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Luke and Kyle Hoffman broke the two-man discus relay record previously held by Red Lion for 33 years. Brandon Stoneburg

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The Hoffman brothers — senior Kyle and junior Luke — had Friday's Herb Schmidt Relays circled on the calendar for months.

Luke (the more technical and fundamental discus thrower of the two) and Kyle (the faster, stronger thrower) spend the offseason working together to perfect their skills. Individually, they're both above average discus throwers for West York. But the reason they were looking forward to Friday was because the Herb Schmidt Relays offers a rare chance for them to compete together in a two-man discus relay.

"Luke is the more technical brother, I'm the faster and stronger brother," Kyle Hoffman said. "Together we work well. He helps me with my technique, and I help him build strength and speed. We train together all the time in the offseason. We've been wanting to break this record since we both started throwing."

The record Hoffman hinted at was the combined distance of 282 feet, 11 inches set by Red Lion 33 years ago in the Herb Schmidt Relays. After Kyle Hoffman threw 134 feet and five inches in his first throw, Luke needed 148 feet for the Hoffman family to take home the record. His first throw was foul, but his second throw had more than enough on it, landing 154 feet and one inch down the field.

"I saw them pulling the tape and when I saw it going past 153, I was like, 'There it is,'" Luke Hoffman said. "School record, meet record again, first place, it was everything."

The 154-foot throw also broke West York's school record.

"Yeah, he's been breaking records," Kyle said of his younger brother. "I'm definitely happy for him."

Red Lion wins traditional shuttle relay

One of the traditions at the Herb Schmidt Relays is the quirky co-ed shuttle hurdle relay, where two boys and two girls from each team race together in a 100-meter hurdle relay. It's a rare event unique to this meet. This year's winner was Red Lion's team composed of Glori Keough, Noah Pillsbury, Jayla Godfrey and Dom Eyler.

A co-ed hurdle relay isn't exactly something that teams practice every day.

"We've never practiced anything like the shuttle relay," Godfrey said after the win. "Yesterday to prepare we practiced it a few times, but other than that we've never done anything like it. ... It was a very fun and unique experience for us."

Under the lights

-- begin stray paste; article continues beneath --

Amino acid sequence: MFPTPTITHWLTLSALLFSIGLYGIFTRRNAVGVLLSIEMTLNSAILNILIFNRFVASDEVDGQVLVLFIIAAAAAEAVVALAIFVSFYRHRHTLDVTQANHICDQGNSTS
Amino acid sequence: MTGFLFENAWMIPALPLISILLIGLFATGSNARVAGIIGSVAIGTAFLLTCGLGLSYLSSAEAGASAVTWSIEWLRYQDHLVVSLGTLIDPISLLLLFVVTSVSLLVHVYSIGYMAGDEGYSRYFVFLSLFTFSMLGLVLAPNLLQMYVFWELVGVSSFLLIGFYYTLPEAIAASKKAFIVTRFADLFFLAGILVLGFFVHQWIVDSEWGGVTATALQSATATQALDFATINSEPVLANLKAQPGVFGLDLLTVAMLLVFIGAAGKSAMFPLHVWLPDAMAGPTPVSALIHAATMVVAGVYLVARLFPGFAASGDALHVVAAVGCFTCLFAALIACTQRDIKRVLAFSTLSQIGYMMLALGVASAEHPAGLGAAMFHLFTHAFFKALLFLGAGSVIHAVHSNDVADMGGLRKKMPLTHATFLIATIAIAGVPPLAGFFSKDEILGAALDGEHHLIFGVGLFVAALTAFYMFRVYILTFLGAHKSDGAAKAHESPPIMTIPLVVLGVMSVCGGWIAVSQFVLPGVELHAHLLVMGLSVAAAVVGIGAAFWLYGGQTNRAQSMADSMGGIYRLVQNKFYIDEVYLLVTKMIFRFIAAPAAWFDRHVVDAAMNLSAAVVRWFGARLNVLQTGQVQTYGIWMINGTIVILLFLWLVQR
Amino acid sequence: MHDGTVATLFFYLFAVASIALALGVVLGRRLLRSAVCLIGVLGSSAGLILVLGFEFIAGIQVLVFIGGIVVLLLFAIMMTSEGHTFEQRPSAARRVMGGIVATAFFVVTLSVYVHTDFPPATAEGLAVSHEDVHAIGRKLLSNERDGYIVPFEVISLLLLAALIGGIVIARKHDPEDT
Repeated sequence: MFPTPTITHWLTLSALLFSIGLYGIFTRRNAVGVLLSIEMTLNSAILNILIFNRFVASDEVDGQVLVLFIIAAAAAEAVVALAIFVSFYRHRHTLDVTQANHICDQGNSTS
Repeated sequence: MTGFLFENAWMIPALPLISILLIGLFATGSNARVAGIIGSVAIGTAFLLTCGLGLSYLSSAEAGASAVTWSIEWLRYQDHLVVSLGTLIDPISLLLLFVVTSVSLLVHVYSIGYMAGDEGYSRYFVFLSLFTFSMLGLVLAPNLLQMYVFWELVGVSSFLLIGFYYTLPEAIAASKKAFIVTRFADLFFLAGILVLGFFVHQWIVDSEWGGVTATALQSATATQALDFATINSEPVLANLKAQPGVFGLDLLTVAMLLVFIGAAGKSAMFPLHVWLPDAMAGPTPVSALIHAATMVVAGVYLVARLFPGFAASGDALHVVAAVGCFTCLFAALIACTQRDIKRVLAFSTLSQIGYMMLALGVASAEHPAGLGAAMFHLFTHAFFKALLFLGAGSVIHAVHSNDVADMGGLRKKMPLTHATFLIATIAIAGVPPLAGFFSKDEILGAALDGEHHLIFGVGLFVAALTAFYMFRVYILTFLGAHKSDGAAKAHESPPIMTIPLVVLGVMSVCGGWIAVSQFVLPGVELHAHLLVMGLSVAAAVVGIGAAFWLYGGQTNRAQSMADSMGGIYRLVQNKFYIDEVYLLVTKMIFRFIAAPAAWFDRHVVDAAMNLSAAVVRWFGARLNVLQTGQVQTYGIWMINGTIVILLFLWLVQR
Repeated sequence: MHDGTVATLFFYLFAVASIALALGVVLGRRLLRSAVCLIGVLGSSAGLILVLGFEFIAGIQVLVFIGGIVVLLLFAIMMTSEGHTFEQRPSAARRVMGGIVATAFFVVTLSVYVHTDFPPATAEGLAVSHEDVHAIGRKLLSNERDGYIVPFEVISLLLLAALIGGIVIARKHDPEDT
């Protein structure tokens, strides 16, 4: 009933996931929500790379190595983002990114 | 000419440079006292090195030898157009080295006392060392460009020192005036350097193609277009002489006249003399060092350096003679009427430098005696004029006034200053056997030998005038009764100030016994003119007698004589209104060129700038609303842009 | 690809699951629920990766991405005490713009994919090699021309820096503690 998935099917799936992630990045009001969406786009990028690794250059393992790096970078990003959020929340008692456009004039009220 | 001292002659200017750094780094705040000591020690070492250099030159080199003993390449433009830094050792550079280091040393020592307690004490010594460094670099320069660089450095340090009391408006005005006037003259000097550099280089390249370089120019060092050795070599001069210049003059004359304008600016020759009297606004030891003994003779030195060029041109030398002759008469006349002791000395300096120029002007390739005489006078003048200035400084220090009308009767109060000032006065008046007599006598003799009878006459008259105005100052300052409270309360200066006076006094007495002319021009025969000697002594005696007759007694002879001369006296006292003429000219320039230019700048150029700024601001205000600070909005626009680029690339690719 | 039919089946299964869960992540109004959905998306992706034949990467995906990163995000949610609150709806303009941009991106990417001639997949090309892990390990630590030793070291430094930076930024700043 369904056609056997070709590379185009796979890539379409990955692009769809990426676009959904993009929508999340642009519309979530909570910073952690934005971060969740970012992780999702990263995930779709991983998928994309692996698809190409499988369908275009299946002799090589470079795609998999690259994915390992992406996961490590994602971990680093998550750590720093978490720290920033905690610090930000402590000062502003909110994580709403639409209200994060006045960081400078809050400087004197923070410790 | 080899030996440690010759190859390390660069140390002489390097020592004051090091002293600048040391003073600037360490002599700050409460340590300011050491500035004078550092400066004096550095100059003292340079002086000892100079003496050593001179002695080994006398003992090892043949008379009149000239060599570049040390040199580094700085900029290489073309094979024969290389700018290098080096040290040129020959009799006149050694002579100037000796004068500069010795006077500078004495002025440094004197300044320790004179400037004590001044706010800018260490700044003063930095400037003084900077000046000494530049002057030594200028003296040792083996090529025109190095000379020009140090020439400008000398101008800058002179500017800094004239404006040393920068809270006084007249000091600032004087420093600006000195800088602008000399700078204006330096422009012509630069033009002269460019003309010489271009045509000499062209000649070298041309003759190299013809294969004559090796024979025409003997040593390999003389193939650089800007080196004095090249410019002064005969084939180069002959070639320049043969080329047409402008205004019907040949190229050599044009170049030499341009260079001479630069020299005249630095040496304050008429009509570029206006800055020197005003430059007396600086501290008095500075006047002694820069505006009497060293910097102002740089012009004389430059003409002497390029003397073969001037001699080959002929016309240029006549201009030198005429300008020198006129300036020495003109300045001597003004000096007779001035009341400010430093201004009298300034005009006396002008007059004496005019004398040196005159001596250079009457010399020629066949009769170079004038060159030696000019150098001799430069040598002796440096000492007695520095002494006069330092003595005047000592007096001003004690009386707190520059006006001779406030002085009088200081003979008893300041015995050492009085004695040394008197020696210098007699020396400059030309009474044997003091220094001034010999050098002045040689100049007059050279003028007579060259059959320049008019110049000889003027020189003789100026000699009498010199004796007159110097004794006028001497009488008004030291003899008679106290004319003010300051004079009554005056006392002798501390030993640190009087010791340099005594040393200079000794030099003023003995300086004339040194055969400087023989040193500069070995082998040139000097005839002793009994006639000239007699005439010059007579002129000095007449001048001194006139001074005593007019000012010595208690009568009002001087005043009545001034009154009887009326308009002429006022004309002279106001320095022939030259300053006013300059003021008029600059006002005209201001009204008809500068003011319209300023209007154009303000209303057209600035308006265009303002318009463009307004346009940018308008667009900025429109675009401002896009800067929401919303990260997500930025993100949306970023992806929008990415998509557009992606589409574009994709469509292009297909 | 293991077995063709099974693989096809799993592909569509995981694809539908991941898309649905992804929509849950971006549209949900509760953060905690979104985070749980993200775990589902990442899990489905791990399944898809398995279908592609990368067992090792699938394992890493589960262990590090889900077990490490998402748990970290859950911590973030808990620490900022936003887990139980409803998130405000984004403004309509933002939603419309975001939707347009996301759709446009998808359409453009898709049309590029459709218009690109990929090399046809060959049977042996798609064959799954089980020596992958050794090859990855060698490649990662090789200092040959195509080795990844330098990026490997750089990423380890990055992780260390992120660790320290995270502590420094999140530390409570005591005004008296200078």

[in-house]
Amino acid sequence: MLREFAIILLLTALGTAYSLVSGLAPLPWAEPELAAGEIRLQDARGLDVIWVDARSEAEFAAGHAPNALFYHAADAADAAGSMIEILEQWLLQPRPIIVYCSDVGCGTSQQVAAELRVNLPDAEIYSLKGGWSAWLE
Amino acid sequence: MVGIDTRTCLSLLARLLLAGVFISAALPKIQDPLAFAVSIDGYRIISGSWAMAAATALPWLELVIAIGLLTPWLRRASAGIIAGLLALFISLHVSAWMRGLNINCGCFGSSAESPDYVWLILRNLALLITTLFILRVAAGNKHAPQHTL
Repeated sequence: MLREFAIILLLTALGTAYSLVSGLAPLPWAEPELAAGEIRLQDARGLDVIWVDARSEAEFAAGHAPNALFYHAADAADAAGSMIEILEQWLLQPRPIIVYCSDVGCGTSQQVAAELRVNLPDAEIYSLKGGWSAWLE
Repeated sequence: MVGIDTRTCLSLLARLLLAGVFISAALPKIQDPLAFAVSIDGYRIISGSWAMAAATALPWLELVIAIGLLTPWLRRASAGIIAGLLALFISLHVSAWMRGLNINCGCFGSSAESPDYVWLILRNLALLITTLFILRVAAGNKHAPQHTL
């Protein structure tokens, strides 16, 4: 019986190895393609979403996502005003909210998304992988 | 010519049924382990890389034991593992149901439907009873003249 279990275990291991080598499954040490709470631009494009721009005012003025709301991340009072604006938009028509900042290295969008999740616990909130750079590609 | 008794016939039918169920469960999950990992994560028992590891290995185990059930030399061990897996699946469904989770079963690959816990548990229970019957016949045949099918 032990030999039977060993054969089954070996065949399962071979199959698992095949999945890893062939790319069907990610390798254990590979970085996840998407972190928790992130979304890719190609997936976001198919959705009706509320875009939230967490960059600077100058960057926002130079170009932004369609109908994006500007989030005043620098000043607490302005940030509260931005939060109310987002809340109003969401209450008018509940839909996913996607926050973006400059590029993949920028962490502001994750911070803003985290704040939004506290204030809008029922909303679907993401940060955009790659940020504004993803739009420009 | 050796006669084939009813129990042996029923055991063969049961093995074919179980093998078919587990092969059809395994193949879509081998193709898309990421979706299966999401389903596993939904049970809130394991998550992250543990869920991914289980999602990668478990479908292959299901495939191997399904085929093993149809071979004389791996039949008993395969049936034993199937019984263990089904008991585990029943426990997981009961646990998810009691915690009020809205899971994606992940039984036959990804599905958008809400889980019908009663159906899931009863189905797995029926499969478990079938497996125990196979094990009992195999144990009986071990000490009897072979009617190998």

The 57th annual relays marked the second consecutive year that the event was held on a Friday evening after traditionally being held on Saturday afternoons for many years. Luckily for the participants and spectators, the rain that had been in the forecast never showed.

"It was a real big success last year and it seems people would rather be here on a Friday night under the lights," York Suburban head coach Dave Wickenheiser said. "Last year was kind of accidental because of a snow day. But we got lucky. ... By moving it to Friday, we were able to pick up some more teams. York Tech, Red Lion and South Western are all back. Hershey is here and they've never been here before. It worked out nice this year."

Fourteen varsity teams and 11 junior high teams participated Friday night at York Suburban. The addition of junior high teams is something very few invitationals do, Wickenheiser said.

"It's what makes this event really unique really," he said. "I was just talking to the Hershey coach and he was telling his varsity kids to be on their best behavior because the younger kids look up to them as role models. This gives the junior high kids a taste of what track and field is all about. That's why we really like this meet."

Drawing a crowd

Fans lined the fence around the track and packed the bleachers Friday evening. Wickenheiser called it one of the larger attendances in recent memory, maybe because of the nice weather or maybe the excitement surrounding the event. But one of those fans was Dave Moore, who made the trip from the Palmyra area, which shows how popular the meet is.

"This is my third time down here and I'm more excited this year because Hershey is participating," Moore said. "It's a very well-ran event. This school and league do a great job. The different relays make it really unique from a spectator standpoint, it's something you don't see many other places, if at all. Plus the weather is perfect this year which helps."

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